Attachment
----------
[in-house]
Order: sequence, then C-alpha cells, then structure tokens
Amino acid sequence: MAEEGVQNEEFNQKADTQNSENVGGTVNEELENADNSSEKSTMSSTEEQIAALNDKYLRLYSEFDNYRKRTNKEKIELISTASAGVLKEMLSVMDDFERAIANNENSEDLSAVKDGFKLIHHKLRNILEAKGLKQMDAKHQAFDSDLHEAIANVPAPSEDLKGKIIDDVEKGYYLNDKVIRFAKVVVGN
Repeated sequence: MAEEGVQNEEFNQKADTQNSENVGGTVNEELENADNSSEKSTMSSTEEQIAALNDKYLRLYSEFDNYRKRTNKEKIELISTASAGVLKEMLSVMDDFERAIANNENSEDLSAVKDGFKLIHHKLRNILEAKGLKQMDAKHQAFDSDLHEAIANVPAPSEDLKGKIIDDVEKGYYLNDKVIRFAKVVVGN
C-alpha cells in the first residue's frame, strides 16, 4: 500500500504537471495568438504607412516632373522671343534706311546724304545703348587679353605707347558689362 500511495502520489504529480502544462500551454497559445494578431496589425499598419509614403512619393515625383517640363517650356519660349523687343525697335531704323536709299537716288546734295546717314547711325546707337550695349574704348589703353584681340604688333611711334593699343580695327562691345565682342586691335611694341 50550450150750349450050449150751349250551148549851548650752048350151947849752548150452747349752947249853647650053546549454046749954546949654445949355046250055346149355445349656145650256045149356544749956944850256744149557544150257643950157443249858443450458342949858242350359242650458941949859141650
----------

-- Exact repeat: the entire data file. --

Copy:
[in-house]
Order: sequence, then C-alpha cells, then structure tokens
Amino acid sequence: MAEEGVQNEEFNQKADTQNSENVGGTVNEELENADNSSEKSTMSSTEEQIAALNDKYLRLYSEFDNYRKRTNKEKIELISTASAGVLKEMLSVMDDFERAIANNENSEDLSAVKDGFKLIHHKLRNILEAKGLKQMDAKHQAFDSDLHEAIANVPAPSEDLKGKIIDDVEKGYYLNDKVIRFAKVVVGN
Repeated sequence: MAEEGVQNEEFNQKADTQNSENVGGTVNEELENADNSSEKSTMSSTEEQIAALNDKYLRLYSEFDNYRKRTNKEKIELISTASAGVLKEMLSVMDDFERAIANNENSEDLSAVKDGFKLIHHKLRNILEAKGLKQMDAKHQAFDSDLHEAIANVPAPSEDLKGKIIDDVEKGYYLNDKVIRFAKVVVGN
C-alpha cells in the first residue's frame, strides 16, 4: 500500500504537471495568438504607412516632373522671343534706311546724304545703348587679353605707347558689362 500511495502520489504529480502544462500551454497559445494578431496589425499598419509614403512619393515625383517640363517650356519660349523687343525697335531704323536709299537716288546734295546717314547711325546707337550695349574704348589703353584681340604688333611711334593699343580695327562691345565682342586691335611694341 50550450150750349450050449150751349250551148549851548650752048350151947849752548150452747349752947249853647650053546549454046749954546949654445949355046250055346149355445349656145650256045149356544749956944850256744149557544150257643950157443249858443450458342949858242350359242650458941949859141650